Here’s a sample day!
(a full day at home, one without music lessons or other outside learning with friends)


  • Our 6th grader is habitually up around 6:00am to start his schoolwork.  He chooses this time of day because it is quieter and there are no distractions.

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  • I’m typically awake between 7 and 7:30am.  I check in with our 6th grader and then do my Bible reading/memory work, showering, eating, and a bit of computer work.  Characteristically, I am ready to dive full force into school with the kids by 9am (well, after I start a load of laundry =) ).  (This is so different from my former season with lots of little ones.  Then, it was critical for me to be awake before all of the children so that I would have ample time to get ready for the day and have a quiet time with the Lord.)
  • Our 4th, 8th, and 10th grade girls wake up and get moving around the same time as myself.  They can be found doing their own morning routines which includes Bible devotions and AWANA work.  Our oldest often begins schoolwork during breakfast at the kitchen  table. The other girls prefer to start working at their desks in the school room.
  • As for our second grader, lately, I have been having to wake up him up -no later than 9am.  (Can you say ’growth spurt’? LOL.)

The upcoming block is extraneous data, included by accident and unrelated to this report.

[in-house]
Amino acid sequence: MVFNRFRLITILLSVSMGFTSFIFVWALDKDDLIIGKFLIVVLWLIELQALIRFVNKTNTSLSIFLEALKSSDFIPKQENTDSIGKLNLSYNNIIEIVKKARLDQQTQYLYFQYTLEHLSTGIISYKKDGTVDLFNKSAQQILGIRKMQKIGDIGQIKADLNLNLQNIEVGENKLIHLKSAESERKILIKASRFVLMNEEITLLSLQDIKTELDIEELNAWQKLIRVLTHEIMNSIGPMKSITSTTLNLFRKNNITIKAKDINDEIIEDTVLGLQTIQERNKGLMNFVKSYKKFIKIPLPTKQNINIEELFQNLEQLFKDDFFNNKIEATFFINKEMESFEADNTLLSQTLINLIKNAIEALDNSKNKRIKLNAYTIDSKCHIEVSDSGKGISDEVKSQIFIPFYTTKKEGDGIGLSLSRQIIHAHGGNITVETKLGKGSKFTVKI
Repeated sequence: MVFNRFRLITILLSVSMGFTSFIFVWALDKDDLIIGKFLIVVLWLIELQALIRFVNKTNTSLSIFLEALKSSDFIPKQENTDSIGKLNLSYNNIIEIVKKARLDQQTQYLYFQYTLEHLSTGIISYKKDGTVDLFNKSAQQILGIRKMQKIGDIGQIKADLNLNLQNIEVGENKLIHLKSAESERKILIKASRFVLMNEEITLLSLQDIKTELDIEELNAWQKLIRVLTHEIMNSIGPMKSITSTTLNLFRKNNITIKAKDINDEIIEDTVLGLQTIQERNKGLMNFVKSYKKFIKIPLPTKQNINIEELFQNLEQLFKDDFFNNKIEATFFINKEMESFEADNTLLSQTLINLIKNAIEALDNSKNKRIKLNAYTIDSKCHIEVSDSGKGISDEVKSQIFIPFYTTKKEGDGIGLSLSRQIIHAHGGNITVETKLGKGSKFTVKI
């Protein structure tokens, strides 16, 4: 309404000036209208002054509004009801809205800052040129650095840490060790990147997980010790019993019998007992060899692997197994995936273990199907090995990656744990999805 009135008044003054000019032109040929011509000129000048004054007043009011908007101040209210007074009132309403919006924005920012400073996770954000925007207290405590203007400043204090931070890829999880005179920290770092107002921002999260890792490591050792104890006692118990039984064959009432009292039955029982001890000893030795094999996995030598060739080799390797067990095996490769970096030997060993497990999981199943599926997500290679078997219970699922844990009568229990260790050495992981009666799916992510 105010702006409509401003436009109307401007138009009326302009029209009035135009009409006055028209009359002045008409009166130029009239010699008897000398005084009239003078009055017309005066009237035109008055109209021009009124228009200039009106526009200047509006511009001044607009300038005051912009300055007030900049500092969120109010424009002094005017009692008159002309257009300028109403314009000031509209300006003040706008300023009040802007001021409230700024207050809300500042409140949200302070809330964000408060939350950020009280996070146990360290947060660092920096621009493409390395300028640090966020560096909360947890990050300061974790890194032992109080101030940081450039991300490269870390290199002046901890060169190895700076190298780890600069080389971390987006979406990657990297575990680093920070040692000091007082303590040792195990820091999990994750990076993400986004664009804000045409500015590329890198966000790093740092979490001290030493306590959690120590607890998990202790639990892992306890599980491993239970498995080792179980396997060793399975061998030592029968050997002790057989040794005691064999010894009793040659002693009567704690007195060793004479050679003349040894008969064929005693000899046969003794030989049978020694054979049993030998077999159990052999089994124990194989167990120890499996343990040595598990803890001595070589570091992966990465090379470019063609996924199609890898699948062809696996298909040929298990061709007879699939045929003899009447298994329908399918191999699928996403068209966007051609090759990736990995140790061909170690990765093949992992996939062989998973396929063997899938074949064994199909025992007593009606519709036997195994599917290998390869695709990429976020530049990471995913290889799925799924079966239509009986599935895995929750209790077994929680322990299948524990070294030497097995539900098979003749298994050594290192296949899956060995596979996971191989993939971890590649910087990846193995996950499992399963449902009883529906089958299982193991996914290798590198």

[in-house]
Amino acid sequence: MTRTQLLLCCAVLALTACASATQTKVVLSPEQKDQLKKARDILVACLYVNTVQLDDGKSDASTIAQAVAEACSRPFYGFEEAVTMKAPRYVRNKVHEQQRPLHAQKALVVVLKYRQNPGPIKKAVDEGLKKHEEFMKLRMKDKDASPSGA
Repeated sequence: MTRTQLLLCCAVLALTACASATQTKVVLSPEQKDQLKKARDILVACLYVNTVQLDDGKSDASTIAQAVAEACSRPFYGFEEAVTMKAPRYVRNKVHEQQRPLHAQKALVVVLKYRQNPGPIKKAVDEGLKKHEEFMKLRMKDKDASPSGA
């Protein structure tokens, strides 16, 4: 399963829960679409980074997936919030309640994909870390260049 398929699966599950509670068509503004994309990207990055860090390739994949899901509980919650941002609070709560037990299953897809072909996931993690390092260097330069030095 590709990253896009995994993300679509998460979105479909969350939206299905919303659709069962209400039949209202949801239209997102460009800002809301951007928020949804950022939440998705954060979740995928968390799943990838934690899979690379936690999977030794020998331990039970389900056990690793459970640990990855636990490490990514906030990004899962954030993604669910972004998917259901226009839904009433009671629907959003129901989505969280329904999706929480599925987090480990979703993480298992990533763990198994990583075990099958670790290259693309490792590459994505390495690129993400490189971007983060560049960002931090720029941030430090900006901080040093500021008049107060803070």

• I usually start the school time by listening to all of the kids’ AWANA verses and helping the youngest two to memorize their Scripture work.
  • I make sure to check school work that has been completed by our 6th grader and review/assist him with any errors or misconceptions that I may notice that he has.
  • Next, I devote a large chunk of the morning to focus on our 2nd grader.   As is to be expected, he still has lots of ‘work with mom’ subjects.  These include Bible, AWANA, All About Reading, book basket reading, read-alouds, English, and spelling. He does pretty well with math and just needs some assistance with it from time to time as well as direct teaching for brand new concepts. His Xtra math and piano are independent. He is then free to play until I call him for history and science later in the day. (Our 6th and 4th grader complete a Bible study together during this time as well as work on other subjects independently, coming to ask questions as needed.)